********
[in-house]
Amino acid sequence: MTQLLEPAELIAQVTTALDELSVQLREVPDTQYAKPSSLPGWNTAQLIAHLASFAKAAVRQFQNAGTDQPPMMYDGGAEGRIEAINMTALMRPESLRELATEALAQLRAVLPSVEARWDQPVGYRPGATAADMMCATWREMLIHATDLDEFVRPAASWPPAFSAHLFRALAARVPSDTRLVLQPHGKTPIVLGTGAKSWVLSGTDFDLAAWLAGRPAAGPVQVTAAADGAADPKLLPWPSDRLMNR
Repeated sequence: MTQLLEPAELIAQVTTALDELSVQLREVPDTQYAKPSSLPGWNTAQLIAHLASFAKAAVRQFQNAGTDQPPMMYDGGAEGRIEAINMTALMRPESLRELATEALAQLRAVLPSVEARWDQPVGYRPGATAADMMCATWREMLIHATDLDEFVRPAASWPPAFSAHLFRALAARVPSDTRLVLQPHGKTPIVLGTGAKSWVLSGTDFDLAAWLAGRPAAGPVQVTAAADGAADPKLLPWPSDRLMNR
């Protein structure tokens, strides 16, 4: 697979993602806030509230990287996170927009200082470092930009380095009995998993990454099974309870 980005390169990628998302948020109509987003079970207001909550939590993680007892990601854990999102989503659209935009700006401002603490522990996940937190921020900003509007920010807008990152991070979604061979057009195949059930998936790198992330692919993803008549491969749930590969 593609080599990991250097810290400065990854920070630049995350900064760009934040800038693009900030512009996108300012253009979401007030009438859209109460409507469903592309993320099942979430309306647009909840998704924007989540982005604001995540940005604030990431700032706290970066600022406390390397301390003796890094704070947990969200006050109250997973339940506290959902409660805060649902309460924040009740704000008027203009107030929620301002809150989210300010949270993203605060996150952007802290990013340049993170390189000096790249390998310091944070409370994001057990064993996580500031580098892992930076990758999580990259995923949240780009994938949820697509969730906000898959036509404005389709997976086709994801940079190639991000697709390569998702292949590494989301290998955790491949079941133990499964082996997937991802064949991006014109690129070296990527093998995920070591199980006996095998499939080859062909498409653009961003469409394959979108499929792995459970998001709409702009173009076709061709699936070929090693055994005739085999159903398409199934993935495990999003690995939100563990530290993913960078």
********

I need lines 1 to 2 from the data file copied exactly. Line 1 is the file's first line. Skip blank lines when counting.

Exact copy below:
[in-house]
Amino acid sequence: MTQLLEPAELIAQVTTALDELSVQLREVPDTQYAKPSSLPGWNTAQLIAHLASFAKAAVRQFQNAGTDQPPMMYDGGAEGRIEAINMTALMRPESLRELATEALAQLRAVLPSVEARWDQPVGYRPGATAADMMCATWREMLIHATDLDEFVRPAASWPPAFSAHLFRALAARVPSDTRLVLQPHGKTPIVLGTGAKSWVLSGTDFDLAAWLAGRPAAGPVQVTAAADGAADPKLLPWPSDRLMNR